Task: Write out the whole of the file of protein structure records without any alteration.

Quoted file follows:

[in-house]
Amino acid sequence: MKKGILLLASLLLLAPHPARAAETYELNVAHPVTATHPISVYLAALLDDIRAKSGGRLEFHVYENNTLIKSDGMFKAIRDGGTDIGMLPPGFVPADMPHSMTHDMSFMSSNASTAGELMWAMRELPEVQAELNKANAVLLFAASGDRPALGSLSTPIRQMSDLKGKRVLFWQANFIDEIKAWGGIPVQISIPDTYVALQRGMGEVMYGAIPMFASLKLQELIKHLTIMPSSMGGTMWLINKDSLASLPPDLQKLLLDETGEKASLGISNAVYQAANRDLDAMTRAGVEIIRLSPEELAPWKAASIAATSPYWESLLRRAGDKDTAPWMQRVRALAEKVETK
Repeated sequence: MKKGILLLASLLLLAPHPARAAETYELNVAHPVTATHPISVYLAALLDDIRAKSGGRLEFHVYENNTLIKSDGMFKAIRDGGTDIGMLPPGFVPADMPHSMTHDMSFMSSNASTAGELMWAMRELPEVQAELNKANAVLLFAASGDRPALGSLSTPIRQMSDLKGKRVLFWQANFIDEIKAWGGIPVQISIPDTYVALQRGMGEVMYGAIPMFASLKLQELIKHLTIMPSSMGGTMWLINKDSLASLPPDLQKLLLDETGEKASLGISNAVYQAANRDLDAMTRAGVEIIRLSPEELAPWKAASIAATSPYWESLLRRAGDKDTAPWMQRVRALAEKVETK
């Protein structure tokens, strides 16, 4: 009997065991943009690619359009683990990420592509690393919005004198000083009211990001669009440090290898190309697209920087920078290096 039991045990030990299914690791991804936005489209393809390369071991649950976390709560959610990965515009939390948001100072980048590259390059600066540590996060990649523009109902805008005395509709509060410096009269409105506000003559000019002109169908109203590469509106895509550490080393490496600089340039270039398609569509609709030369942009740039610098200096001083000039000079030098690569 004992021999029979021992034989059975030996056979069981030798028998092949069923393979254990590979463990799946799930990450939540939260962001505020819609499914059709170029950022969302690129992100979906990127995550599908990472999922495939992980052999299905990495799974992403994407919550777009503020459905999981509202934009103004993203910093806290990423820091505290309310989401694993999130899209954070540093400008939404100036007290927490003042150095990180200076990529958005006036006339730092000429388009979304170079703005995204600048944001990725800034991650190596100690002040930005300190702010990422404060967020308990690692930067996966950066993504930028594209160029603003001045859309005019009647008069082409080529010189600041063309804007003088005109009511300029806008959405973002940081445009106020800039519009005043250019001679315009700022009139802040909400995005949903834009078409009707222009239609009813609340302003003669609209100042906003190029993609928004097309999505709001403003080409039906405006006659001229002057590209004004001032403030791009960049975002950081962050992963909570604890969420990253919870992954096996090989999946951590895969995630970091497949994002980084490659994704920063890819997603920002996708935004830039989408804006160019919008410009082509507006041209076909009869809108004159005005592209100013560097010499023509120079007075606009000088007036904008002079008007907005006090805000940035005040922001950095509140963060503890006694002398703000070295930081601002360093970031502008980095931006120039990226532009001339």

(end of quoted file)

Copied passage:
[in-house]
Amino acid sequence: MKKGILLLASLLLLAPHPARAAETYELNVAHPVTATHPISVYLAALLDDIRAKSGGRLEFHVYENNTLIKSDGMFKAIRDGGTDIGMLPPGFVPADMPHSMTHDMSFMSSNASTAGELMWAMRELPEVQAELNKANAVLLFAASGDRPALGSLSTPIRQMSDLKGKRVLFWQANFIDEIKAWGGIPVQISIPDTYVALQRGMGEVMYGAIPMFASLKLQELIKHLTIMPSSMGGTMWLINKDSLASLPPDLQKLLLDETGEKASLGISNAVYQAANRDLDAMTRAGVEIIRLSPEELAPWKAASIAATSPYWESLLRRAGDKDTAPWMQRVRALAEKVETK
Repeated sequence: MKKGILLLASLLLLAPHPARAAETYELNVAHPVTATHPISVYLAALLDDIRAKSGGRLEFHVYENNTLIKSDGMFKAIRDGGTDIGMLPPGFVPADMPHSMTHDMSFMSSNASTAGELMWAMRELPEVQAELNKANAVLLFAASGDRPALGSLSTPIRQMSDLKGKRVLFWQANFIDEIKAWGGIPVQISIPDTYVALQRGMGEVMYGAIPMFASLKLQELIKHLTIMPSSMGGTMWLINKDSLASLPPDLQKLLLDETGEKASLGISNAVYQAANRDLDAMTRAGVEIIRLSPEELAPWKAASIAATSPYWESLLRRAGDKDTAPWMQRVRALAEKVETK
């Protein structure tokens, strides 16, 4: 009997065991943009690619359009683990990420592509690393919005004198000083009211990001669009440090290898190309697209920087920078290096 039991045990030990299914690791991804936005489209393809390369071991649950976390709560959610990965515009939390948001100072980048590259390059600066540590996060990649523009109902805008005395509709509060410096009269409105506000003559000019002109169908109203590469509106895509550490080393490496600089340039270039398609569509609709030369942009740039610098200096001083000039000079030098690569 004992021999029979021992034989059975030996056979069981030798028998092949069923393979254990590979463990799946799930990450939540939260962001505020819609499914059709170029950022969302690129992100979906990127995550599908990472999922495939992980052999299905990495799974992403994407919550777009503020459905999981509202934009103004993203910093806290990423820091505290309310989401694993999130899209954070540093400008939404100036007290927490003042150095990180200076990529958005006036006339730092000429388009979304170079703005995204600048944001990725800034991650190596100690002040930005300190702010990422404060967020308990690692930067996966950066993504930028594209160029603003001045859309005019009647008069082409080529010189600041063309804007003088005109009511300029806008959405973002940081445009106020800039519009005043250019001679315009700022009139802040909400995005949903834009078409009707222009239609009813609340302003003669609209100042906003190029993609928004097309999505709001403003080409039906405006006659001229002057590209004004001032403030791009960049975002950081962050992963909570604890969420990253919870992954096996090989999946951590895969995630970091497949994002980084490659994704920063890819997603920002996708935004830039989408804006160019919008410009082509507006041209076909009869809108004159005005592209100013560097010499023509120079007075606009000088007036904008002079008007907005006090805000940035005040922001950095509140963060503890006694002398703000070295930081601002360093970031502008980095931006120039990226532009001339």